One of our Anaheim clients was approved for lawful permanent resident status in the Los Angeles Immigration Court this morning. This case has been pending for several years and involved some fairly sticky issues. Our client, who is married to US citizen, always maintained that he entered the country legally when he was an adolescent; however, he lost his passport and I-94, which would help prove his lawful entry. His prior attorney filed the adjustment of status packet with USCIS without proof of lawful entry. The prior attorney filed an I-102 asking USCIS to check it’s records to find the missing I-94 proof of lawful entry. USCIS responded that it did not find any evidence of the lawful entry, denied the I-485, and put the applicant into removal proceedings. USCIS approved the I-130 visa petition.
The client came to me after he received his notice to appear in immigration court, and I agreed to represent him. First, we tried to obtain a copy of the I-94 from United States Citizenship and Immigration Services (USCIS), Customs and Border Protection (CBP) and even the Department of State (DOS), through Freedom of Information Act requests, but no one produced any records helpful to our case. Eventually, we were able to track down passengers that were on the same flight as my client when he first entered the US legally in the early 80s. We were lucky that he entered with a large group of family and friends, and he maintained contact with these individuals over the years. After several witnesses testified that they were on the same flight and remember my client going through Customs at the airport, the judge ruled that she believed he was lawfully admitted into the US. This was a key issue, because in order to obtain lawful permanent resident status through his marriage to a US citizen, we had to show he entered the US legally. He was not eligible for adjustment of status under INA 245i.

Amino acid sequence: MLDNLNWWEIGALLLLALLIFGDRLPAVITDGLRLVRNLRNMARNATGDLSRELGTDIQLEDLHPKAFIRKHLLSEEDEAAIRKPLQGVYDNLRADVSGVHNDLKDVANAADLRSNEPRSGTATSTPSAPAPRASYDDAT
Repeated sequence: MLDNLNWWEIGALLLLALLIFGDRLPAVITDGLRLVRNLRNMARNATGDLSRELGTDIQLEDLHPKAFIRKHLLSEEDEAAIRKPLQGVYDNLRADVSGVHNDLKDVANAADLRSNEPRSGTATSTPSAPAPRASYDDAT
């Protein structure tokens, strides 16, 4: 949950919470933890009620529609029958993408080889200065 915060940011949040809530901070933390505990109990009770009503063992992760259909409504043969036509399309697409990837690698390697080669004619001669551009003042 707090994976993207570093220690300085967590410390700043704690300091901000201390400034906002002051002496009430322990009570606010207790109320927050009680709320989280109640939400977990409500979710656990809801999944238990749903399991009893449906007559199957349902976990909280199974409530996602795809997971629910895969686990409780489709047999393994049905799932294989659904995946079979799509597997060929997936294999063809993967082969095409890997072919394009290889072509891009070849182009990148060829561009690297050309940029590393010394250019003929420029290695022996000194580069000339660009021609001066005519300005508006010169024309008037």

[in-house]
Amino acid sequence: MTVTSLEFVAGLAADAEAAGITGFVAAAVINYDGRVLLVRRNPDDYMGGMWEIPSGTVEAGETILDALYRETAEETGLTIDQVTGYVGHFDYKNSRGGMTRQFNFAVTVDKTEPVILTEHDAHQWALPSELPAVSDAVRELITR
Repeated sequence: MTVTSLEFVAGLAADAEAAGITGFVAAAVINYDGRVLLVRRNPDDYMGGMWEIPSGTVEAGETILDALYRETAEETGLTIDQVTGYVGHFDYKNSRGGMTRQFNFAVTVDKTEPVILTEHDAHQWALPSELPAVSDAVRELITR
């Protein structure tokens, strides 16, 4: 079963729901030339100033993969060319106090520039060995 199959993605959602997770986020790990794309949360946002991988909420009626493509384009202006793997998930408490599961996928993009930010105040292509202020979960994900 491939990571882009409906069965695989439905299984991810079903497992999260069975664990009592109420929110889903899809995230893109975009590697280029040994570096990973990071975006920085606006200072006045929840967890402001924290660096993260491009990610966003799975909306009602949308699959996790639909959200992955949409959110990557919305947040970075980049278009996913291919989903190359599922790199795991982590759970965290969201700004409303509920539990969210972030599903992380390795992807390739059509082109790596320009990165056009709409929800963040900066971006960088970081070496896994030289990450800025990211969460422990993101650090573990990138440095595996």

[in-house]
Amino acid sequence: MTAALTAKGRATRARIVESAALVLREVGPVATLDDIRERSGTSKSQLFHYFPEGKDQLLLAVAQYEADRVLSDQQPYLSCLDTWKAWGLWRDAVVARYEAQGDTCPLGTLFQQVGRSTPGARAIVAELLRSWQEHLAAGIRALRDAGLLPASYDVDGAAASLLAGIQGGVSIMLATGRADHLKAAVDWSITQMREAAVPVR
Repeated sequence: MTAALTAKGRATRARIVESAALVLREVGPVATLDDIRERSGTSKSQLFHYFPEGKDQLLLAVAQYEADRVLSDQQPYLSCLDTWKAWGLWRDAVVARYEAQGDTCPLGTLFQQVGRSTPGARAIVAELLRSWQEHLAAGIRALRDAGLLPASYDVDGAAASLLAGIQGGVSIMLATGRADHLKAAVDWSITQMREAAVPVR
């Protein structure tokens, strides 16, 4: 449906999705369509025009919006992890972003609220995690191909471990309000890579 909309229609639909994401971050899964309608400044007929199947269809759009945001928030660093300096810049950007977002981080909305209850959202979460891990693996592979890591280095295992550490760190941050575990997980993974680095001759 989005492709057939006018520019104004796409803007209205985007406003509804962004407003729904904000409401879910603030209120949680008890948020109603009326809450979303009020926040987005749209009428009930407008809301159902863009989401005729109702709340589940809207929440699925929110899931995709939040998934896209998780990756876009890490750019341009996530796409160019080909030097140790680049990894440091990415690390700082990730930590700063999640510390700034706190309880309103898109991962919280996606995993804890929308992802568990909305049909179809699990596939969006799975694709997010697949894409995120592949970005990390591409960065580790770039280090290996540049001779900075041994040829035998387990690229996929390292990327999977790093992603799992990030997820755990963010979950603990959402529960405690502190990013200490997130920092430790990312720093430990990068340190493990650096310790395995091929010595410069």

The second major issue was that my client had a few criminal convictions when he was younger. The most recent was twenty years ago, before he was married, and before he had children. The criminal convictions were serious enough to bar him from obtaining permanent resident status; however, a 212(h) waiver was available. In order to obtain the waiver, we had to show that it would cause his US citizen wife and children extreme hardship if he were not allowed to stay in the United States. We provided evidence of the couple’s large family, mortgage difficulties, and that the family had never visited let alone lived in the husband’s home country. We showed that the children were excellent students that expected to go to college, and without my client’s income, it would be impossible for them to obtain higher education. We included letters from employers and church leaders about my client’s good moral character to show that he had changed since the mistakes he made as a young man.
The Immigration Judge and the opposing attorney agreed that my client should be granted lawful permanent residence and the case was approved. The government attorney did not reserve appeal. My client and his family were very happy that this four year ordeal was finally resolved. If you have received a notice to appear in deportation proceedings in Los Angeles, contact The Nunez Firm to schedule a consultation. Managing attorney Jay Nunez will personally meet with you to help you better understand the options available to you.